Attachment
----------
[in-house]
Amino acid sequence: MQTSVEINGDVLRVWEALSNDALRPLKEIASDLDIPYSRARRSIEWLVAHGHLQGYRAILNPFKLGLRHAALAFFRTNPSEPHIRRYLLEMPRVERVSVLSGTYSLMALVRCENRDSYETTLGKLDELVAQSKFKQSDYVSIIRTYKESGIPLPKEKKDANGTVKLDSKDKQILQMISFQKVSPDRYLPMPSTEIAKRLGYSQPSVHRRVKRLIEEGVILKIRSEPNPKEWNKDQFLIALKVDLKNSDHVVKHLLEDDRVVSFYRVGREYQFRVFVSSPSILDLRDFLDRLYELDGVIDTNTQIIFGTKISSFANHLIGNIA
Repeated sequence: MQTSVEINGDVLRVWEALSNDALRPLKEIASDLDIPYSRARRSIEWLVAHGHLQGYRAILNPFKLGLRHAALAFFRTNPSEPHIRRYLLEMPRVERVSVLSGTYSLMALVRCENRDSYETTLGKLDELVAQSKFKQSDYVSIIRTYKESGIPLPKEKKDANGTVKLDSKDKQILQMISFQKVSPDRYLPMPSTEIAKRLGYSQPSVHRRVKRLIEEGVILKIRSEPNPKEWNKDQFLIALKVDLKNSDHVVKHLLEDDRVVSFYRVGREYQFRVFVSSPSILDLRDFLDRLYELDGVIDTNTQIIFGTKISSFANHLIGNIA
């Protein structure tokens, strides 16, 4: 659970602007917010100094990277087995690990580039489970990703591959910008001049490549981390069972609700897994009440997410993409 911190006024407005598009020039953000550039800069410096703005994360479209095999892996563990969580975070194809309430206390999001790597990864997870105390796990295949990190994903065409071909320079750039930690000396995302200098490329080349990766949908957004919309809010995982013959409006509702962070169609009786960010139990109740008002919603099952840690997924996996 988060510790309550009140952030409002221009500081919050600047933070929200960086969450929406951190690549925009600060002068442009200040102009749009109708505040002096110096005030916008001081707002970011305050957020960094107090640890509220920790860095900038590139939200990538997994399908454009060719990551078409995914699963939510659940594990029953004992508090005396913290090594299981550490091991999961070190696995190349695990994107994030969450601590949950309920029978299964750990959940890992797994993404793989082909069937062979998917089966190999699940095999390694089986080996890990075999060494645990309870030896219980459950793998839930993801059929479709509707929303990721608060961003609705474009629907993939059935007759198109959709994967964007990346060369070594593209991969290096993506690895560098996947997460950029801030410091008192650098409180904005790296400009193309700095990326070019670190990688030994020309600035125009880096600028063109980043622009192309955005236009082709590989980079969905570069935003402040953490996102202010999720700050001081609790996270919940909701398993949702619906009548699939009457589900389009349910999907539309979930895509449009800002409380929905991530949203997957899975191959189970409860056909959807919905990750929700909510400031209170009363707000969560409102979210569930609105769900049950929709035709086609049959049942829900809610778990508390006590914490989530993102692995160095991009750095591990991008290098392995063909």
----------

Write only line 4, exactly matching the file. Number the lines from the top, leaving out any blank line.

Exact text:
């Protein structure tokens, strides 16, 4: 659970602007917010100094990277087995690990580039489970990703591959910008001049490549981390069972609700897994009440997410993409 911190006024407005598009020039953000550039800069410096703005994360479209095999892996563990969580975070194809309430206390999001790597990864997870105390796990295949990190994903065409071909320079750039930690000396995302200098490329080349990766949908957004919309809010995982013959409006509702962070169609009786960010139990109740008002919603099952840690997924996996 988060510790309550009140952030409002221009500081919050600047933070929200960086969450929406951190690549925009600060002068442009200040102009749009109708505040002096110096005030916008001081707002970011305050957020960094107090640890509220920790860095900038590139939200990538997994399908454009060719990551078409995914699963939510659940594990029953004992508090005396913290090594299981550490091991999961070190696995190349695990994107994030969450601590949950309920029978299964750990959940890992797994993404793989082909069937062979998917089966190999699940095999390694089986080996890990075999060494645990309870030896219980459950793998839930993801059929479709509707929303990721608060961003609705474009629907993939059935007759198109959709994967964007990346060369070594593209991969290096993506690895560098996947997460950029801030410091008192650098409180904005790296400009193309700095990326070019670190990688030994020309600035125009880096600028063109980043622009192309955005236009082709590989980079969905570069935003402040953490996102202010999720700050001081609790996270919940909701398993949702619906009548699939009457589900389009349910999907539309979930895509449009800002409380929905991530949203997957899975191959189970409860056909959807919905990750929700909510400031209170009363707000969560409102979210569930609105769900049950929709035709086609049959049942829900809610778990508390006590914490989530993102692995160095991009750095591990991008290098392995063909």